Elad Lassry’s hometown exhibition on Smiley Drive, at David Kordansky’s warehouse gallery in Culver City, presents a spectrum of the artist’s rapidly diversifying practice. Most every component—from photos, to drawings, to sculptures, to architectural interventions—remains both cleverly engaged while also unreachably disjointed from each other. The overall effect is that of a nebulous exercise in plumbing the depths of the subjective acts of perception, to put it in a heady way; or rather, an exercise in looking and seeing, or indeed, the whole range of operations connecting the eye and mind that differ only by subtle, ontological measures: how a viewer places their own intents, focus, presence, while cognition takes place.

In the main gallery, there are two architectural interventions that stand out: a freestanding wall, with wave-like scallops alternating in blue and peach blocks of painted wood at chest-height. This wall runs parallel to a long rectangular aperture punched out at the same height in the wall across the room. These are the two most striking features in the show, and yet it’s unclear whether they surpass their function as framing devices, or if they should be considered artworks in their own right. This taps into a timeless philosophical debate, which, thankfully, unfolds empirically and without resolution, rather than through academic conjecture. From almost any point in the room, architecture orients what a viewer sees, and what is hung on the walls has been done so with meticulous care. As the viewer circumambulates the space, the series of drawings aligned with the sideways slit can be read laterally like a tracking shot. Similarly, the photographs “flicker” as they are hidden and revealed while walking past the undulating waves. That is, the spatial conditions Lassry has designed frustrate the presumed stillness of the images. The gallery, viewer, and artworks coalesce like a cinematic apparatus.

The aforementioned drawings are blithe sketches of yuletide baubles, treats, pinecones, and whatnot, a kind of analog Americana stock photography rendered in charcoal. Although they aren’t photographic, they maintain a certain “snapshot” sensibility. The actual photographs nearer to the waves are sets of staged occurrences featuring a favorite subject of Lassry’s, the actor Anthony Perkins. In one set, a triptych, Perkins handles an armful of milk cartons and juice. Lassry has retouched his face and denuded the products of their branding. The temporal distance separating each image is a mystery: they are similar enough to be individual frames taken from a momentary sequence of action, but in their polished absurdity it seems possible that this shoot dragged on for hours, days, or years. With the images’ referents to origin and narrative erased, all emphasis is placed on the very place and time occupied by the viewer. Whatever order or meaning may be interpreted from the subjects selected for the pictures of this show only serves to outline a unique cognitive experience in the gallery. That and Lassry’s ever-growing visual lexicon, which is astoundingly expressive as a language in light of its refusal to adopt an operative grammar.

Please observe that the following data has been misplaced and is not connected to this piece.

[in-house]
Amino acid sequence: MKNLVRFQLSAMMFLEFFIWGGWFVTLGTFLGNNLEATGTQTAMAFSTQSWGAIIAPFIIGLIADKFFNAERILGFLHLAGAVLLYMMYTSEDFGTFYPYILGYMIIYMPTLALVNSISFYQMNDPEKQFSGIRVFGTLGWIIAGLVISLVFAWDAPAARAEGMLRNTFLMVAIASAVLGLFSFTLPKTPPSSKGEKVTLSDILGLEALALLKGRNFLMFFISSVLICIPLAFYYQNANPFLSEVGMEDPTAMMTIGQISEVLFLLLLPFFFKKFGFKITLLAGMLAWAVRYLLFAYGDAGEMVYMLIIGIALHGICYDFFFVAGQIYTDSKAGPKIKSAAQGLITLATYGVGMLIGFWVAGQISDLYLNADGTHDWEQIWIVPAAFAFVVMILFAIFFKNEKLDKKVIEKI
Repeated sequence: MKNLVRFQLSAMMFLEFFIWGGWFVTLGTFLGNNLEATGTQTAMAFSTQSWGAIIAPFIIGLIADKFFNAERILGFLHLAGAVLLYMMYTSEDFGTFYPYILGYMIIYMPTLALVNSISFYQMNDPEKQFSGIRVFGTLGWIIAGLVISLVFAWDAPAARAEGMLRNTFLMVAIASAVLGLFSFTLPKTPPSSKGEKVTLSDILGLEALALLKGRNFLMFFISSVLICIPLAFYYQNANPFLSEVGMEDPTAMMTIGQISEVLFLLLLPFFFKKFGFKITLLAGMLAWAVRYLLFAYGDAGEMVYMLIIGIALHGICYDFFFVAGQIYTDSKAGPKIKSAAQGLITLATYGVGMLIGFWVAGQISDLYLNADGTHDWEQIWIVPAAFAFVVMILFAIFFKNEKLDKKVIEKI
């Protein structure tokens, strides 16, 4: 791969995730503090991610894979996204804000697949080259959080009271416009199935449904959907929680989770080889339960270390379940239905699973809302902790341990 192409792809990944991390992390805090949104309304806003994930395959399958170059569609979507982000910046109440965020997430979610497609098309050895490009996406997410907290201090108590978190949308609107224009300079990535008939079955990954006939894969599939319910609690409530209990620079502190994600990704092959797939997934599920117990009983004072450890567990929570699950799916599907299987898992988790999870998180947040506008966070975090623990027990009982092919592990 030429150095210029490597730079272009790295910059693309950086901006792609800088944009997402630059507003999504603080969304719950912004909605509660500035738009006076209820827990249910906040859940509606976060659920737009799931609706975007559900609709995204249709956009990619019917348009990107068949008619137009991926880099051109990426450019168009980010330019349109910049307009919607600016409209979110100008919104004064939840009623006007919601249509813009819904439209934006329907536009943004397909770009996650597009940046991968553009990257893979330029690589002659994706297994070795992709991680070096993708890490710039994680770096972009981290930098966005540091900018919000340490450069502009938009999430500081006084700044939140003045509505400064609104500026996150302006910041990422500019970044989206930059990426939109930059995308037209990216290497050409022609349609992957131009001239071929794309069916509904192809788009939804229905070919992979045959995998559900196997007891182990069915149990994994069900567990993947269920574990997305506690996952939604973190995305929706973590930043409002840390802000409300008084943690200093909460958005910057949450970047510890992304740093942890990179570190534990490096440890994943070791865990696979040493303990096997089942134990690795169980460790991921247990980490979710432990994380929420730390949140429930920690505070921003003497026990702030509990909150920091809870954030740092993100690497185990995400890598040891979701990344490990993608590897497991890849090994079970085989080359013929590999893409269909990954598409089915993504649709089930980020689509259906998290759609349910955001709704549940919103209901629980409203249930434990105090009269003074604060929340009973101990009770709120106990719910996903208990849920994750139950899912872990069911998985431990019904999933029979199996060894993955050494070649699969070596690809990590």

The doorway to the back room is conic, imparting some kind of organic intimacy perhaps? Inside, the hanging is sparse compared to that of the main gallery. Three photographs are anchored by a peculiar sculpture in the corner. One of these pictures depicts shortbreads in a free fall, recalling vaguely the holiday drawings from the hall. The others, a curly chrome candlestick and a double-exposed squirrel-for-hire, elude rational categorization but, nonetheless, are discernable as images typical of Lassry. I don’t get the green lacquered baby bed made of upside-down and right-side-up crosses. It chafes the room with a mood that is too identifiable: iconoclastic, apparently. The look of it feels clumsy compared to the enigmatic, withholding precision of everything else in the show.